Preview of the “Annual Review”

Jill Emery and Graham Stone described the reviewing process in chapter 6, “Annual Review,” of Techniques for Electronic Resource Management (2013). The process itself is pretty straightforward and the authors offer several valuable tips. For example, it is a good idea to divide your resources into batches and schedule yourself to review each quarter, making sure that you are allowing time to meet cancellation notices if you need to. Another wise piece of advice is to compare new licenses to the existing contract to be sure that unwanted changes haven’t snuck into the deal.

Since we often have access to usage statistics, this data should also play a big role in the decision-making process for continuation or cancellation. COUNTER-compliant usage data makes it easier to compare usage across vendors, with indicators like cost-per-use or percentage of total e-resources budget. Like they say, you can prove anything with statistics, and it’s nice to see how a vendor fits in among its peers—where it’s apples-to-apples, not apples-to-Volkswagens.

You can check up on vendors to see if they are actually providing compliant data by finding their listing (or lack thereof) on the COUNTER website. Even if they aren’t COUNTER-compliant and you still value their service, you should ensure that they minimally are sending you some kind of usage data in some form. However, besides usage data that comes directly from the vendor, it’s also smart to keep track of trouble, outages and downtime on your own. This could be useful in your decision-making process when searching for loser products, or even getting a refund or lower price on renewal.

Emery and Stone suggest that many vendors are open to re-negotiation once they realize they might be on the chopping block. This came as a surprise to me, especially after learning about the Big Deal packages of databases. If your library subscribes to a Big Deal plan, prices and amounts of content seem to be fixed. I would be surprised if vendors would be willing to allow you to negotiate a smaller package or drop your number of simultaneous users in that context. With Big Deals dominating large percentages of material budgets, the ability to have a bargaining chip on the vendor is definitely appealing—however, wouldn’t it mean that re-negotiation would actually change the deal into a “medium deal”?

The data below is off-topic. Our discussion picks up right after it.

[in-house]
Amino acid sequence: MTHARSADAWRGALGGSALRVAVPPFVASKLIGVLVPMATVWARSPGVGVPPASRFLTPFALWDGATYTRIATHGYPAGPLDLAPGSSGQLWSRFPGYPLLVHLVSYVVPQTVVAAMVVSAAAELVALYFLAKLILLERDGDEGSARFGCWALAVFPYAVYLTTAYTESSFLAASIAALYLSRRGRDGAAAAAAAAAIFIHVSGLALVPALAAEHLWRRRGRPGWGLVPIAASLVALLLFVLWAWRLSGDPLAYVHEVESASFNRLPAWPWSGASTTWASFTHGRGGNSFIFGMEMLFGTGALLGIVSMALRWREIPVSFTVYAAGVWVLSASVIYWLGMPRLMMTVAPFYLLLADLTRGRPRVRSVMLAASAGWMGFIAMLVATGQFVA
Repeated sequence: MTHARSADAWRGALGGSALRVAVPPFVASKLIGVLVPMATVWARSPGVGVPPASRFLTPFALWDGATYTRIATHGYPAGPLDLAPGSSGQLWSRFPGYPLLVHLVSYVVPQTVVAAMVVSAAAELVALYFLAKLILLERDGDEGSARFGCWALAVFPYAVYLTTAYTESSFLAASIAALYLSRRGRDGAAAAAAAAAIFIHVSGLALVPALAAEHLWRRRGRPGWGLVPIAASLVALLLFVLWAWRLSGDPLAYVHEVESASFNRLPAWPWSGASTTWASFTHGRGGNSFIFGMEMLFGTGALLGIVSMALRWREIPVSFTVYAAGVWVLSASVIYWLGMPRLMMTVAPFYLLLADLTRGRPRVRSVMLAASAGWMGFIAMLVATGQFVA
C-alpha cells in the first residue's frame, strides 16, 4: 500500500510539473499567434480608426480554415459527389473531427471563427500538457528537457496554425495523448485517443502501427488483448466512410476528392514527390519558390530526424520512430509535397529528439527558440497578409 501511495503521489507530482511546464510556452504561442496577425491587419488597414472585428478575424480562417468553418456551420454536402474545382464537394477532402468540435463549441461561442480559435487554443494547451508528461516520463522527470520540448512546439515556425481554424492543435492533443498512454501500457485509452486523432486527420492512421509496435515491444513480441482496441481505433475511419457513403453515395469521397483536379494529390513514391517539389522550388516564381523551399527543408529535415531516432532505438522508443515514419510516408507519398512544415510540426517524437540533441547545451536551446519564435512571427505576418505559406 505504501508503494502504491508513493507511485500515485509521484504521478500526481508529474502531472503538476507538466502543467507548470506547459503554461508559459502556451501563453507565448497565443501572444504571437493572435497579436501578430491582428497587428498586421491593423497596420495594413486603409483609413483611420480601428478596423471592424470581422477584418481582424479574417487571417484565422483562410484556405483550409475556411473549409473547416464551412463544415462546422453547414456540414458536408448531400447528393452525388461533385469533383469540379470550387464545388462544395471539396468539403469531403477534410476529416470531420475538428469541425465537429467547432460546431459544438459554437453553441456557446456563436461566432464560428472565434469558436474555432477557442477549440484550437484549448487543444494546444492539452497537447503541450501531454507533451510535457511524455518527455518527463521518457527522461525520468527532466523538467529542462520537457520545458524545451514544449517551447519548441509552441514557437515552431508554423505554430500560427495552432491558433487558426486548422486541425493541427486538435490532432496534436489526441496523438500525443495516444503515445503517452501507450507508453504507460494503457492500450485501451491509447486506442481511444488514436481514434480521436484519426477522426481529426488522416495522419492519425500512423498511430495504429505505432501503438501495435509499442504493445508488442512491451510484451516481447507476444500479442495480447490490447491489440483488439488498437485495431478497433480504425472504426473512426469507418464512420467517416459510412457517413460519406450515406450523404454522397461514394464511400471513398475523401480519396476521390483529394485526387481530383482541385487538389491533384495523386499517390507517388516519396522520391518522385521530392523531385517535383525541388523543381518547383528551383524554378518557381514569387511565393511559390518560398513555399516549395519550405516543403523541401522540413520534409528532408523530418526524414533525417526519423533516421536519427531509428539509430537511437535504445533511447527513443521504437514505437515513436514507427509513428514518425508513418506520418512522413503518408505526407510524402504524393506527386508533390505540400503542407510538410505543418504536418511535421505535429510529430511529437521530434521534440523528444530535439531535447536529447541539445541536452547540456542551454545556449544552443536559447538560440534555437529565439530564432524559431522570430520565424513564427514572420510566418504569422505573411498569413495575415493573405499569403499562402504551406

Silencing the Cynic

Traditionally, I am distrustful of business-types who primarily appear to be only interested in profit to the detriment of their customer and competition. Survival of the fittest may be reasonable to expect, but so is ethical behavior. I want to believe that there is more good in these deals than I think.

It doesn’t seem right to me to encourage publishers to prey on the scholarly clientele, many of whom are partially funded by public tax dollars (as with public schools or universities). Good business practices thrive from win-win situations, so the optimist in me hopes that there is more to the “Big Deal” business model for delivering digital academic content to libraries. What truly goes on behind the scenes?

Zac Rolnik’s article in the Serial Librarian in 2009 suggests that content selection has been taken away from the library (i.e. the bibliographer) and given to the Big Deal publisher, who has the power to pad the subscription with unsolicited content. These freebies are potentially wasteful, so it would seem better for libraries to choose what they want–if they could actually afford to do it this way. If I shush the cynic in me for a moment, I then consider that, since they have taken on the role of the bibliographer, it is in the publisher’s best interest to do a good job of matching content to the needs of the library because if not, at some point they risk losing the client. I would be interested in knowing HOW they approach this–what content gets selected for inclusion in a bundle and how does it vary from institution to institution?

Hopefully content does vary from institution to institution based on needs/focus, but we know that pricing definitely does. This is where I put my cynic cap back on. In 2012, Strieb and Blixrud discussed the rates of nondisclosure clauses in contracts between libraries and publishers. Knowing that libraries tend to believe in the idea that “information wants to be free” and are often subject to open records laws, it is curious to me that a publisher would ask them not to share the pricing they have agreed to, unless they are concerned with protecting a profit margin. It is a lot harder for a vendor to extract extra money out of a rookie negotiator if it is common knowledge what everyone else is paying.

To me, the refusal of three of the Big Seven publishers to sell e-books to libraries also points to greed. Why should they let libraries lend their e-books out if they can force more readers to purchase (instead of borrow) the books they want? Perhaps libraries aren’t going to get 5s across the board on their ALA Ebook Business Model Scorecards, but it would be nice if publishers would start negotiating in good faith with libraries soon.